It has long become common knowledge that artists with an arbitrary command of Photoshop can yield pretty impressive results even with the dullest of pictures as starting points. Still, there is a certain art form that can be achieved with proficient control over photo manipulation in any shape or form.
Photo tampering is by no means something new, people have been messing with the end result of photographs for a very log time. Take for example one of the most iconic portraits of U.S. President Abraham Lincoln, truth be told, the only part of Lincoln that did actually belong to the president in this particular photo is his head, the rest belongs to a Southern politician named John Calhoun. And this isn’t the only instance when head and body are mixed and matched to create a better result, in 1989 TV Guide’s cover featuring Oprah Winfrey, the head belongs to the right daytime talk-show host, but the body belongs to actress Ann-Margret from a photo shot that dated back to 1979.
While most historical photo manipulations have been done with aesthetics in mind, remember we’re talking pre-Photoshop-makes-anyone-beautiful days, there are some examples in which images were manipulated for all the wrong reasons. In 1994 Time Magazine featured the mug shot of OJ Simpson shortly after he was arrested for murder on its cover. Sure, the subject was already controversial, but what made it even more so was the fact that someone over at Time decided to tamper with the photograph and make Simpson appear “darker” and more “menacing” than he actually looked in the original.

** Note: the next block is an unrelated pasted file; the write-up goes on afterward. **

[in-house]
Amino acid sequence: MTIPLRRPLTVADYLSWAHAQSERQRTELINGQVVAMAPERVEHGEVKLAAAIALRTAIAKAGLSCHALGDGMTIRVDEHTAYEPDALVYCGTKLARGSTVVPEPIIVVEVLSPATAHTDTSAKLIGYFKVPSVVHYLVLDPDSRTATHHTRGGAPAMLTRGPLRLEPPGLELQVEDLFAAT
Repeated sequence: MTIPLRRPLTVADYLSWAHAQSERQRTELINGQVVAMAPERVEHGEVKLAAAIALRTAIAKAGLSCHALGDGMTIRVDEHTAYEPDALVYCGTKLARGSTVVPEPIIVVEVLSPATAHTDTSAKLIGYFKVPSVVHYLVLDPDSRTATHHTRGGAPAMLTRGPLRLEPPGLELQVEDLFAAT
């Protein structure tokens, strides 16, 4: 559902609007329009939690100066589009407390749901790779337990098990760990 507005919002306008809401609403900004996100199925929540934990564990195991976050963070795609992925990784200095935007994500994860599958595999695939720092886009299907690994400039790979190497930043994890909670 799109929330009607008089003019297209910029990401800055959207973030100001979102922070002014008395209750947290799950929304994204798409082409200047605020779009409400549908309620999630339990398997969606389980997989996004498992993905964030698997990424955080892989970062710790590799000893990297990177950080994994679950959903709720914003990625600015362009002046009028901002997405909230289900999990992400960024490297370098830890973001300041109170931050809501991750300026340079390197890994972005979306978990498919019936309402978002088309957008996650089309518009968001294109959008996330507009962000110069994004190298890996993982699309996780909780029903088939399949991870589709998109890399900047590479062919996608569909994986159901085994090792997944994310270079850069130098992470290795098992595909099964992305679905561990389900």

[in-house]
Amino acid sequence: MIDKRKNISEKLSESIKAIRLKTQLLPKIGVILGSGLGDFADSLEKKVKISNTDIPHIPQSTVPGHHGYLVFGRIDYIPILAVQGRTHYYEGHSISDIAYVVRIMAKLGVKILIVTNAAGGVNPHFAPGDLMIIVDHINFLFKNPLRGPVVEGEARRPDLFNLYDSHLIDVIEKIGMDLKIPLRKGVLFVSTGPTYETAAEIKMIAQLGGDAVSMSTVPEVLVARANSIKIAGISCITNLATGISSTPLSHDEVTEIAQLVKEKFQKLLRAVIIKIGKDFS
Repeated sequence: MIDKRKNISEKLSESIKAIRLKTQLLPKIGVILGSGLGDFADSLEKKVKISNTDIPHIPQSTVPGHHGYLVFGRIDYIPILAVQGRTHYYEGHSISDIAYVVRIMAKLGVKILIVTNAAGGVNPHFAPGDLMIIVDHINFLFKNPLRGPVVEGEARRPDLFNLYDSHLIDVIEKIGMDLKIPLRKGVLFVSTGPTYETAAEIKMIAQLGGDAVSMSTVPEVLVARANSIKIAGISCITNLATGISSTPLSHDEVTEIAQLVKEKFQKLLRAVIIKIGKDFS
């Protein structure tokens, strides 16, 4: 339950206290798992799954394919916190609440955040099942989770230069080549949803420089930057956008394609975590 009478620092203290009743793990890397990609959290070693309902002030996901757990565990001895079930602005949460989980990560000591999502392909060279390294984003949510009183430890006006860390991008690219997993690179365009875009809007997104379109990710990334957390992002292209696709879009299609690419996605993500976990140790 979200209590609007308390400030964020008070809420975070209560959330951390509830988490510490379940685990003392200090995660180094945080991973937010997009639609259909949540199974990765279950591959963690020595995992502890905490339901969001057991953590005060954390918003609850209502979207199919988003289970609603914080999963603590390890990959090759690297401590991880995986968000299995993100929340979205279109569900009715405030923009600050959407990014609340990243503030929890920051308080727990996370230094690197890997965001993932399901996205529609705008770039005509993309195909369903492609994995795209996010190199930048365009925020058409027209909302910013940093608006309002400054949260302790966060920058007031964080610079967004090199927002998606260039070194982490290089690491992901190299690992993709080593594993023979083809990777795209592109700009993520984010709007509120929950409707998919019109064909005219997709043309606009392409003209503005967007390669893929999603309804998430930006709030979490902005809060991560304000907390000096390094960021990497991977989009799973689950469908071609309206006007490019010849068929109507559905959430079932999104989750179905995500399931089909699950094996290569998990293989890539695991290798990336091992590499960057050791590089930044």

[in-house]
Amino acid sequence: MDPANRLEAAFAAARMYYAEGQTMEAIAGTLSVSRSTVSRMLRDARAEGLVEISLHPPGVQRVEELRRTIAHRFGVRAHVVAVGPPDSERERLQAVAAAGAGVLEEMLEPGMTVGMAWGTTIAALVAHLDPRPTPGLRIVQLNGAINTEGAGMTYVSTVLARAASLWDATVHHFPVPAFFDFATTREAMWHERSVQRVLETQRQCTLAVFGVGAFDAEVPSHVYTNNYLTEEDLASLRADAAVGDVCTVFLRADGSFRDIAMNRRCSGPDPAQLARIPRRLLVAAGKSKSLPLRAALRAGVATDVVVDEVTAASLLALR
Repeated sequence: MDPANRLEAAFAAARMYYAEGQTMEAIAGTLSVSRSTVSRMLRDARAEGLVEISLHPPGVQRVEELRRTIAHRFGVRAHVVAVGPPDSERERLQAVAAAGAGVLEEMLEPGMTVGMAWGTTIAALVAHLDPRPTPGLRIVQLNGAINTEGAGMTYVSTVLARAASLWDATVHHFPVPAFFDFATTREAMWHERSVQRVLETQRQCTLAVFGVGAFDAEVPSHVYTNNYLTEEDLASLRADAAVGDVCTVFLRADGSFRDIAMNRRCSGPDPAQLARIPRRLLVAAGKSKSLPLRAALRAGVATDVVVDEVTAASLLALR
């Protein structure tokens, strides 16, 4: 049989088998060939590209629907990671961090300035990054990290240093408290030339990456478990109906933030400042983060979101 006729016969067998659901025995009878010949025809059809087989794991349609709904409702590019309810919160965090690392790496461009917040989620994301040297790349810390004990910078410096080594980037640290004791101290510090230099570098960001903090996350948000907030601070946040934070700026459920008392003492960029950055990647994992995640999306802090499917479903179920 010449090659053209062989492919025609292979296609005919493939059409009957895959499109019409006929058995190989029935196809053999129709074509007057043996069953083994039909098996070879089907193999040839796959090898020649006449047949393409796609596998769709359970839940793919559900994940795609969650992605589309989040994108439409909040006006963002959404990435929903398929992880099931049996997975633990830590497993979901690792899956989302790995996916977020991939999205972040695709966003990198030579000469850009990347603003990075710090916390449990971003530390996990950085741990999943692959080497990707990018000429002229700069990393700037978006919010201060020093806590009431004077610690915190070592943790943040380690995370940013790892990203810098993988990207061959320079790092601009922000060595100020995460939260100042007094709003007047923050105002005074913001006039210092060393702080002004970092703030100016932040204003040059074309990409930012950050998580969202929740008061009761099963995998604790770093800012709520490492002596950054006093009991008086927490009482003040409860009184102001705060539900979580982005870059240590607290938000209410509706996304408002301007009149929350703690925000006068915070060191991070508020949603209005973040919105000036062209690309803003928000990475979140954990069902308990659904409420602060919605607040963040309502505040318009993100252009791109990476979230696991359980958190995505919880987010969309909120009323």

Fast forwarding to more recent times, there’s an instance graphic artists have put their skill to work in order to retouch one of the most iconic pictures in all pop culture, none other than the Beatles Abbey Road album cover. Even if the intention to make it more suitable for all audiences by removing the cigarette from Paul McCartney’s hand isn’t condemnable, doing so without permission from either the band or their record label caused quite some ruckus.
However, moving away from the history lesson in photo manipulation, it is a truth universally acknowledged that talented artists with the skill to use a varied array of programs that enable them to modify pictures are very sought after nowadays. The works that they create can be equally breathtaking and powerful. It is, how they say: one picture is worth a thousand words.
Regardless of the final purpose of the image, be it commercial, humanitarian or purely artistic, pictures still command emotions in their viewers like no other art form. A good photograph goes beyond any of the rules and best practices that can be taught in a class or a book, it should have the power to move you. Now, there are those who advocate that the ability to manipulate images in the way that we do nowadays has takes some of the magic out of the actual art of photography. But I disagree, editing your picture should only add to it and in now way subtract from its value.
What do you think? Let us know in the comment section below.